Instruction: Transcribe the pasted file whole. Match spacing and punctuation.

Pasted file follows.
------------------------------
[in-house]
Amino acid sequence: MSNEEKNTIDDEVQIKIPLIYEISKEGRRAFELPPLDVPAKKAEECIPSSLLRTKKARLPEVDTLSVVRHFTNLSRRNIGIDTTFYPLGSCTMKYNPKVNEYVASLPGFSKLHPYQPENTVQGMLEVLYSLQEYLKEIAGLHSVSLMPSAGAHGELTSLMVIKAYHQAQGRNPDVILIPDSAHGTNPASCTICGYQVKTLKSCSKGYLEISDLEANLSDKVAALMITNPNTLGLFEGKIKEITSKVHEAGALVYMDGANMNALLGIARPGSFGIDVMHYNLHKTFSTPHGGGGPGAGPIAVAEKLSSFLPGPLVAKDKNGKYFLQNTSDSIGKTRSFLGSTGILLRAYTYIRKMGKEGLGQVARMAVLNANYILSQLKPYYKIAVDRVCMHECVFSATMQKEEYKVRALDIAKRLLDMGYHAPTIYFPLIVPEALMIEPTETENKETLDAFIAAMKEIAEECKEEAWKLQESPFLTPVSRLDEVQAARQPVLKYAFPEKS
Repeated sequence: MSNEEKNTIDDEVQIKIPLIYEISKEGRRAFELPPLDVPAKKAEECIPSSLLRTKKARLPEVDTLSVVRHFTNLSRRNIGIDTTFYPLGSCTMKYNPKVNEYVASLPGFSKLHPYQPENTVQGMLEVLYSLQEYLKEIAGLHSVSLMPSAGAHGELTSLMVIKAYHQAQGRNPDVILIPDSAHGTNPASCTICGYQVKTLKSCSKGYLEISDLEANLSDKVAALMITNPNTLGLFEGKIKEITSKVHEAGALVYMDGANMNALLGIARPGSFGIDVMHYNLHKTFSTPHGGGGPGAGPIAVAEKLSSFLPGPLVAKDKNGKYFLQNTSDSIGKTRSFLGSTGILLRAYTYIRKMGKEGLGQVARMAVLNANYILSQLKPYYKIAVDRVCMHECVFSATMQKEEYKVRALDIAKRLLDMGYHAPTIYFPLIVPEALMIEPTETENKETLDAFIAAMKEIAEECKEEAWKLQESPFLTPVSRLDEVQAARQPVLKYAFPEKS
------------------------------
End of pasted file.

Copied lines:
[in-house]
Amino acid sequence: MSNEEKNTIDDEVQIKIPLIYEISKEGRRAFELPPLDVPAKKAEECIPSSLLRTKKARLPEVDTLSVVRHFTNLSRRNIGIDTTFYPLGSCTMKYNPKVNEYVASLPGFSKLHPYQPENTVQGMLEVLYSLQEYLKEIAGLHSVSLMPSAGAHGELTSLMVIKAYHQAQGRNPDVILIPDSAHGTNPASCTICGYQVKTLKSCSKGYLEISDLEANLSDKVAALMITNPNTLGLFEGKIKEITSKVHEAGALVYMDGANMNALLGIARPGSFGIDVMHYNLHKTFSTPHGGGGPGAGPIAVAEKLSSFLPGPLVAKDKNGKYFLQNTSDSIGKTRSFLGSTGILLRAYTYIRKMGKEGLGQVARMAVLNANYILSQLKPYYKIAVDRVCMHECVFSATMQKEEYKVRALDIAKRLLDMGYHAPTIYFPLIVPEALMIEPTETENKETLDAFIAAMKEIAEECKEEAWKLQESPFLTPVSRLDEVQAARQPVLKYAFPEKS
Repeated sequence: MSNEEKNTIDDEVQIKIPLIYEISKEGRRAFELPPLDVPAKKAEECIPSSLLRTKKARLPEVDTLSVVRHFTNLSRRNIGIDTTFYPLGSCTMKYNPKVNEYVASLPGFSKLHPYQPENTVQGMLEVLYSLQEYLKEIAGLHSVSLMPSAGAHGELTSLMVIKAYHQAQGRNPDVILIPDSAHGTNPASCTICGYQVKTLKSCSKGYLEISDLEANLSDKVAALMITNPNTLGLFEGKIKEITSKVHEAGALVYMDGANMNALLGIARPGSFGIDVMHYNLHKTFSTPHGGGGPGAGPIAVAEKLSSFLPGPLVAKDKNGKYFLQNTSDSIGKTRSFLGSTGILLRAYTYIRKMGKEGLGQVARMAVLNANYILSQLKPYYKIAVDRVCMHECVFSATMQKEEYKVRALDIAKRLLDMGYHAPTIYFPLIVPEALMIEPTETENKETLDAFIAAMKEIAEECKEEAWKLQESPFLTPVSRLDEVQAARQPVLKYAFPEKS